Published July 13, 2022
The COVID-19 global pandemic changed the face of the fast-casual restaurant industry and propelled businesses into uncharted waters. Due to ongoing restrictions and regulations surrounding in-person capacity and social distancing, many fast-casual restaurants were forced to pivot to takeout, delivery, and curbside collection.
Yet almost 40% of fast-casual business owners say it will be until at least 2023 before businesses return to normal. But what does normalcy mean in a post-pandemic world? How has the global pandemic changed the fast-casual industry, and how will technology play a role in shaping the “new normal”?
The future looks bright for the fast-casual sector, which was valued at $125.6 billion in 2019, and is expected to reach $209.1 billion in 2027—a growth increase of 66%.
Whether you’re a small business just starting out or an established fast-casual veteran, we predict that increased reliance on new technologies will help you scale and reach these growth levels over the coming years.
Who would have predicted that QR codes would make the comeback of the decade? The Japanese invention allows users to scan the barcode and open a URL straight from the built-in QR scanner on their camera and mobile device, making the format ideal for creating low-touch menu browsing.
Other benefits of QR codes include gathering first-party information about your diners, managing waitlists, and gaining feedback from customers.
Having the ability to browse a menu on your phone is a gateway to the Next Big Thing: using technology to fulfill orders and pay bills. While this might sound like a futuristic idea, 52% of Gen-Z adults aged 18-25 prefer this method of ordering and billing, combined with 45% of Millennial adults aged 26-41.
In addition, more than half (52%) of all adults say they would like to see even more tech implemented to make ordering and paying easier, ensuring that QR codes have a place at the table for years to come.
The drive-thru isn’t just for fast food locations. More and more fast-casual restaurants are introducing drive-thrus as consumers become more reluctant to dine in and businesses struggle to adhere to additional cleaning measures and safety protocols. Additionally, drive-thru ordering ensures that humans limit face-to-face contact and potential exposure to the coronavirus as customers use digital boards to order food.
One fast-casual restaurant that’s adopted drive-thru and contactless pick up as part of a growth and expansion plan is Chipotle. The Tex-Mexican restaurant opened its first digital-only restaurant during the pandemic and saw a 133.9% growth in digital sales during Q1 2021, accounting for over 50% of the company’s sales.
Given Chipotle’s success, it’s unsurprising that other fast-casual restaurants have followed suit, including Pizza Hut and Shake Shack, and added technology-driven drive-thrus to their location roster.
The global food automation market is expected to reach $29.4 billion by 2027, signaling that businesses will turn to technology companies to automate different stages of the fast-casual food cycle.
The benefits of food automation include improved quality control, accurate portion sizes, more job creation and opportunities, increased efficiency, and a reduction in food waste.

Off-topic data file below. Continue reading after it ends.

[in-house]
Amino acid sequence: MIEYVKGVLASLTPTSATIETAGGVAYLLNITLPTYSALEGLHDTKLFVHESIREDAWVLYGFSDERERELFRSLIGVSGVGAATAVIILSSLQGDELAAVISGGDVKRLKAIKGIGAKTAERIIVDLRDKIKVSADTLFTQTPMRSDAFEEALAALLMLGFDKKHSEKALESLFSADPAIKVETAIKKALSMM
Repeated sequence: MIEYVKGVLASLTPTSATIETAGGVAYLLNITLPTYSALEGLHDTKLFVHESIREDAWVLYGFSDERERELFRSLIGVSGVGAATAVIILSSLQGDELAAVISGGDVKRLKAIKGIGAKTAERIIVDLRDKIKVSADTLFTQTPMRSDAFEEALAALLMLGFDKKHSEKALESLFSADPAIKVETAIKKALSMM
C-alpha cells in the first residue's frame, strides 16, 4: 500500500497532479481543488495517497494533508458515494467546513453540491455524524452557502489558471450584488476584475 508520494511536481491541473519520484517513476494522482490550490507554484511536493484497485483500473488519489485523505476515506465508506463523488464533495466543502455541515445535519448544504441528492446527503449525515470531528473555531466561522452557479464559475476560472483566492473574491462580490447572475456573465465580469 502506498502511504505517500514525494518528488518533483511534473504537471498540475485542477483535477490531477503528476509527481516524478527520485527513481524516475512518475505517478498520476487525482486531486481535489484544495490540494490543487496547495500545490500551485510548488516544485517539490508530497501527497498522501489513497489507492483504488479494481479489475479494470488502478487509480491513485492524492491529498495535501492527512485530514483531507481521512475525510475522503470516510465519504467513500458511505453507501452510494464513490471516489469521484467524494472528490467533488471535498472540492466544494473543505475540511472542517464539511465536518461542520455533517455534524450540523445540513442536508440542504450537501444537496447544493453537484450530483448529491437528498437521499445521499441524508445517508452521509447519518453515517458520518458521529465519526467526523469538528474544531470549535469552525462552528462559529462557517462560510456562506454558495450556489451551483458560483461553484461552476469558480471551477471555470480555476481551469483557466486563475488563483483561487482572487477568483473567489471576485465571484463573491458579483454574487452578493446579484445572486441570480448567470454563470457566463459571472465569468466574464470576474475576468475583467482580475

One company quick to hop on the automation wagon is DoorDash. While it recently closed its salad-making robot startup Chowbotics, it continues to make investments in robot delivery technology. The move will help DoorDash merchants expand their current offering and help DoorDash achieve higher-revenue streams with add-ons.
And it’s not just food delivery companies turning to technological advances in automation.
Ghost kitchens help businesses reduce capital expenditures and support the growth of the fast-casual economy. If you think ghost kitchens are a fad, think again—ghost kitchens are predicted to become a $1 trillion industry by 2030.
A ghost kitchen provides fast-casual restaurants with an opportunity to launch a digital-only food business out of a local commissary or shared kitchen. Food is prepared, boxed up, and distributed using local delivery apps.
The benefits of a ghost kitchen include lower start-up costs and lower overheads. They give operators an opportunity to introduce and test food automation, trial new ideas and menus, and test new concepts before launching to a wider audience.
Ghost kitchens rely on technology—specifically food delivery systems and apps to help merchants get food from point A to point B.
Everyone knows that food delivery apps did very well during the pandemic as consumers turned to technology to get their fill of local grub. And the trend doesn’t show any signs of slowing down.
In Q1 2022, DoorDash reported revenue of $1.4 billion, an increase of 35% compared to Q1 2021, and UberEats is on a similar page, with bookings on the platform increasing by 12% YOY to $13.9 billion in Q1 2022.
This reliance on technology to order food has allowed UberEats to broaden its appeal by creating product bundles and introducing family meals. Steps like these will only solidify delivery apps as a main channel consumers use to order fast-casual food and groceries.
Technology has clearly played a role in the stability and growth of the fast-casual food industry. Here are a few other trends that we predict will shape the industry in a post-pandemic world.
The future of the fast-casual restaurant industry is technology-driven and technology forward. Delivery apps, automation, QR codes… they’re all here to stay, and fast-casual restaurants need to onboard these technologies to scale and stay ahead of the curve.